Are you familiar with the term “test automation tool?” If you’re not, you’ve definitely come to the right place. Before I dive into why, I have a small confession to make: as a software developer, I have a strong dislike for the word “coder.”
I mean, sure, we write code in our jobs. But writing code is more a means to an end than the end itself. Instead of “someone who writes code for a living”, a better description of a software developer would be “someone who employs automation to solve problems as efficiently as possible.” I know, now you’re wondering what this seemingly random digression is all about, but it’s going to make sense soon.
Here’s the thing: developers have long ago figured out that, since their (our) jobs consist of automating all kinds of process, they could do the same to the software development processes itself. Why not automate your app’s build process? Why not go a step further and automate the whole packaging of the product? Heck, why not go even further than that and automate the deploy to final users?
Automate All That’s Automatable
The answer to all the questions above was an obvious “Let’s do it!”. Modern software development relies heavily on automation, on all fronts, from analyzing source code looking for mistakes to testing to the already mentioned build, packaging and deploy process. That’s the scenario where a test automation tool becomes relevant. But as this post title already asked, what is a test automation tool? In this post, we’ll answer the title question and more.
First, we’ll give you a broad definition of test automation. Then, we’ll proceed to define a test automation tool, explaining their use cases and how they fit into the whole test automation scenario, making the process easier. Finally, we’ll show you a few different options of test automation tools, equipping you to make an informed decision.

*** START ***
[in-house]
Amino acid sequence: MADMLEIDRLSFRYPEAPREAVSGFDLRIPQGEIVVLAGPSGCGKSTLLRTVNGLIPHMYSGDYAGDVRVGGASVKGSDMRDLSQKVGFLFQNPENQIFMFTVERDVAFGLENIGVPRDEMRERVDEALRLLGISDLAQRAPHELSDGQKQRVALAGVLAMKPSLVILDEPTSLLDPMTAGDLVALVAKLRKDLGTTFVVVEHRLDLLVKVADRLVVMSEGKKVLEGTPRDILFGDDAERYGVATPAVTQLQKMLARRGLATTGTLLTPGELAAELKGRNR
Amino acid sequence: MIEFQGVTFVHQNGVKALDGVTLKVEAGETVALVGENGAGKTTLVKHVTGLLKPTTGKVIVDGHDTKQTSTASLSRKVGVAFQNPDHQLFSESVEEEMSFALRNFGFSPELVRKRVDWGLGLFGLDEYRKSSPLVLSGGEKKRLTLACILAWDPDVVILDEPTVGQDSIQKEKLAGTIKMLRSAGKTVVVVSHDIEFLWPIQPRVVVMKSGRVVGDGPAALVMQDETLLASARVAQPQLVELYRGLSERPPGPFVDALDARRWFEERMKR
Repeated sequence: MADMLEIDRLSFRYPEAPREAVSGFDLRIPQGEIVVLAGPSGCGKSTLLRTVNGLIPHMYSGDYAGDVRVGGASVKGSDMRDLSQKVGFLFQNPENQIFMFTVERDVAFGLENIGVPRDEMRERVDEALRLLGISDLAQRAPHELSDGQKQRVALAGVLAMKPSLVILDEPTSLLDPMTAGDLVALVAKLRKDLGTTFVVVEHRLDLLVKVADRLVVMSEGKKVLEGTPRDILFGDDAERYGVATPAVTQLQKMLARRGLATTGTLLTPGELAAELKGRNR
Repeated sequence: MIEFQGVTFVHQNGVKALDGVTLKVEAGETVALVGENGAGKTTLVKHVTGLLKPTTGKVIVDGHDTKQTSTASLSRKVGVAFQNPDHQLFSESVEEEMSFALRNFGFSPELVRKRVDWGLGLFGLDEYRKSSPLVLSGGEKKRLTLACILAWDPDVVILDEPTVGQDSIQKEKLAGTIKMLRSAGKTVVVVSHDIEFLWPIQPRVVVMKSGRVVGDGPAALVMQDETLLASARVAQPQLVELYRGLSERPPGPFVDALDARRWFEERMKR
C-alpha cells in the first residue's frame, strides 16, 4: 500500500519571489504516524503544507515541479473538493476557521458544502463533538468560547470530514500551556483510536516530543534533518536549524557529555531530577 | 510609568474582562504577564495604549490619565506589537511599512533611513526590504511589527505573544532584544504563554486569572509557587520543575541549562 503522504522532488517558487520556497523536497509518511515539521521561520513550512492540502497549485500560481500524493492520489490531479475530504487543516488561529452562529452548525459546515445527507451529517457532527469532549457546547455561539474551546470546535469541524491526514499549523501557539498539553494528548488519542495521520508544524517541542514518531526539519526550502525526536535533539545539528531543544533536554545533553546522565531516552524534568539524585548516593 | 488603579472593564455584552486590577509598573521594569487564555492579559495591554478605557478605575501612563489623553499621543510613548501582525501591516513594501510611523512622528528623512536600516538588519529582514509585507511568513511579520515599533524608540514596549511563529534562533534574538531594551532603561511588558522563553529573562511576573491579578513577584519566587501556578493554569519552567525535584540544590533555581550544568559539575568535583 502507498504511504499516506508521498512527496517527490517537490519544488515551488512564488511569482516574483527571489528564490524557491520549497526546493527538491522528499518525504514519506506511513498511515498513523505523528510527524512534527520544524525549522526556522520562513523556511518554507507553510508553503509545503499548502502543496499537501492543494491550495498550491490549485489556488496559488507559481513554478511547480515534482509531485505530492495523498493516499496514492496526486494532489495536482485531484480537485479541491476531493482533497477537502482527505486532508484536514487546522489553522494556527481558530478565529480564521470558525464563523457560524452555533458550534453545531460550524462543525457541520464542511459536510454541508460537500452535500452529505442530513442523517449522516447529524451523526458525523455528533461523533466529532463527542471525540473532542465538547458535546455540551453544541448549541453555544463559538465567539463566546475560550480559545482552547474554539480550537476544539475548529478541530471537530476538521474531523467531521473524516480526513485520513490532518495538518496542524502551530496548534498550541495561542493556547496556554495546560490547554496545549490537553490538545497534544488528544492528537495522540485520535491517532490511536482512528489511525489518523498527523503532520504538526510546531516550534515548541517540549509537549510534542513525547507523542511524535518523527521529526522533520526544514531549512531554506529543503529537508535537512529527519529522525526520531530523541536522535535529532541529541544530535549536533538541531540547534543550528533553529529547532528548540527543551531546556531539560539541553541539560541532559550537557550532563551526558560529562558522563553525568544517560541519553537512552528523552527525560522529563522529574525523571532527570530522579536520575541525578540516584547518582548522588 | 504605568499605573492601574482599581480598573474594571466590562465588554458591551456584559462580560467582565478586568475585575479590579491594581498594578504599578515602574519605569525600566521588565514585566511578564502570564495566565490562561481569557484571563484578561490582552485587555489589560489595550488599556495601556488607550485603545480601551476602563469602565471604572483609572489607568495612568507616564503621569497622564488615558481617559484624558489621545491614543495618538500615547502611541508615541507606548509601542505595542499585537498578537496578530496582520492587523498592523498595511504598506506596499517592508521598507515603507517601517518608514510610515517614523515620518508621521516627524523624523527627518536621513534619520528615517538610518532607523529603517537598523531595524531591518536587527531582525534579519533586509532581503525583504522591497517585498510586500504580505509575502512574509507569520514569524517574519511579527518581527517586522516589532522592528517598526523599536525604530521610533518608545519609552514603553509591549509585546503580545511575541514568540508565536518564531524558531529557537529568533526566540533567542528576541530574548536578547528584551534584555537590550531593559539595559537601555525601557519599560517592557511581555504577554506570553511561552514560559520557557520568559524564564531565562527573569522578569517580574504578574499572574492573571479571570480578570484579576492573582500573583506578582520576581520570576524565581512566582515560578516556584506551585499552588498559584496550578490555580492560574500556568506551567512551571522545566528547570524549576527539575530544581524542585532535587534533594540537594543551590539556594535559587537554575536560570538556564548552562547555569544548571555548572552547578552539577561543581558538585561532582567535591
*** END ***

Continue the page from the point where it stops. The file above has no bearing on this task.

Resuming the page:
Let’s get started.
Defining Test Automation
We could easily define test automation as “the automation of test-related activities.” It’d be easy, quick and insufficient. Such a definition would be shallow unless we first define automation itself. And what’s automation?
We could define automation as the technique of performing tasks without human intervention. The justification for doing so is to achieve speed and efficiency levels that greatly surpass those of human beings. Also, in most cases, you’ll apply automation to tasks that are repetitive. As such, they can be extremely error-prone when performed by people.
Ok, that’s a passable definition of automation. In light of that definition, let’s now try to rephrase our first, insufficient definition of test automation:
Test automation is the process of performing software testing activities with little or no human interaction, in order to achieve greater speed and efficiency.
When putting a test automation strategy in place, it’s important for you to remember that usually, the automated part is the running of the tests. Before you’re able to execute your test cases, you first have to create them using some process. This might mean writing code. Or it might mean performing a task while using a window and recording it. Test automation is a broad topic. There is a wide range of techniques and—you’ve guessed it—tools at your disposal.
Speaking of tools, that’s exactly what we’re going to cover on the next section.
Defining Test Automation Tool
Since we’ve already defined both “automation” and then “test automation”, it doesn’t look like defining test automation tool is going to be a lot of trouble for us. Here it goes:
A test automation tool is a piece of software that enables people to define software testing tasks, that are afterwards run with as little human interaction as possible.
Again, it’s important to understand that there are a plethora of different types of test automation tools available. They might differ in the types of application they test (web, desktop, mobile), in the way the test cases are set up (by writing code using a scripting language, writing code in a full programming language, recording steps performed using a GUI) in their licenses (free, freemium, commercial) and many other factors.